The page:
Greetings again from the darkness. It's not quite a unicorn, but it
seems fair to call it a White Harbour Porpoise. Yes, it's that rare to
see a Comedy movie written by a woman, directed by a woman, starring
women in a story about women. And it's that rarity which makes it all
the more disappointing when the finished product doesn't match the
The cast is loaded with funny people, many of whom are best known for
their work on TV. However, that's not what makes this feel like an
aimless TV sitcom straining too hard to make us laugh, often through
cheap shock value. The movie leaves us with the feeling that writer
Karey Dornetto ("Portlandia") and director Jamie Babbit (But I'm a
Cheerleader, "Gilmore Girls") have spent too many hours studying the
work of Judd Apatow, rather than letting their own voices speak. We are
teased with glimpses, but mostly just left wanting.
On the bright side, Judy Greer finally gets a lead role after seemingly
hundreds of support roles where she has often been the best thing about
a movie. Yet somehow the filmmakers manage to dull Ms. Greer's natural
glow as she plays Shannon, a registered sex offender with little desire
to break her sex addiction, or even become the least bit likable. The
very talented Natasha Lyonne plays Martha, Shannon's younger lesbian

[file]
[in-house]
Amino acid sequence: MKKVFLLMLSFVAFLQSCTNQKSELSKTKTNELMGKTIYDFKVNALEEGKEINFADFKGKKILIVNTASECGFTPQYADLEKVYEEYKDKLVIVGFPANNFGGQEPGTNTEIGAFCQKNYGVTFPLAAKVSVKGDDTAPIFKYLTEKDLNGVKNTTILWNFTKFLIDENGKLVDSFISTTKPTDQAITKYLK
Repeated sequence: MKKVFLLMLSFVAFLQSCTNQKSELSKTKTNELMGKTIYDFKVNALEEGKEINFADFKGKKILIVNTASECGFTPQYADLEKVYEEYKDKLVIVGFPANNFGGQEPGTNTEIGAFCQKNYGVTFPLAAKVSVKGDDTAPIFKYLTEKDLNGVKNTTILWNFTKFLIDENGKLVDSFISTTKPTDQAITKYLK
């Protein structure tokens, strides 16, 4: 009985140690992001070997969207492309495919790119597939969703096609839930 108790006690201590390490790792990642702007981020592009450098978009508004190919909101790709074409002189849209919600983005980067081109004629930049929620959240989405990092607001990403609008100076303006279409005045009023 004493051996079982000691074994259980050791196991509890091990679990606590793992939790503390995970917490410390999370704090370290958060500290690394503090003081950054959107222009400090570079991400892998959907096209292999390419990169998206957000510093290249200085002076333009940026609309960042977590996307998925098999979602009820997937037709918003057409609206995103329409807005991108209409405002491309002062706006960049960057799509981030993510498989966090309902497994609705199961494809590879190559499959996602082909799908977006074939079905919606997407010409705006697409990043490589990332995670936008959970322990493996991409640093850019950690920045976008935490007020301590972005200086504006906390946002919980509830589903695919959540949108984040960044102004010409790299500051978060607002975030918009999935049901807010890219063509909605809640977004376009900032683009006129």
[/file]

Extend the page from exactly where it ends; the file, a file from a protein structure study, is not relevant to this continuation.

sister who is her personality polar opposite, yet never can quite
escape the "bad luck" following her around.
Martha decides to make Shannon's recovery her mission in life, and
secures her a job so they can work together as maids at a local motel.
What follows is an accidental murder, a frantic attempt to dispose of
the body, a mentally challenged housekeeping supervisor, multiple
instances of sexual confusion, a sex shop hold-up, blackmailing pet
cemetery owners, a profane rapping boy at his bar mitzvah, an
inappropriate relationship with a therapist that breaks up a marriage,
and a running gag with a chubby hotel guest in a Hawaiian shirt
carrying a little dog. All of that zaniness leads to a
disproportionately few number of laughs, although we do get a terrific
Cousin It impersonation and an extremely rare (maybe a first ever?)
What's lacking here, despite the best efforts of Ms. Greer and Ms.
Lyonne, is any semblance of humanity or realism
comedy. We just never make any connection with the main characters. The
supporting cast provides numerous diversions and feature the familiar
faces of Ron Livingston (the therapist mentioned above), an
underutilized Aubrey Plaza, Molly Shannon, the duo of Fred Armisen and
Alison Tolman playing opportunistic small business owners, Jessica St
Clair as one of the more emotional front desk clerks you'll ever see,
Jon Daly as one of the more unfortunate characters, and Malcolm Barrett
as Shannon's latest love interest/poet.
Of course, in keeping with the film's title there is a never-ending
stream of insults directed at the city of Fresno. If that much
attention had been paid to the sister relationship and the forming of
characters, perhaps the comedy would have been more effective. Instead,
if you are all set on watching sisters working together in the clean-up
business, the better recommendation would be Sunshine Cleaning.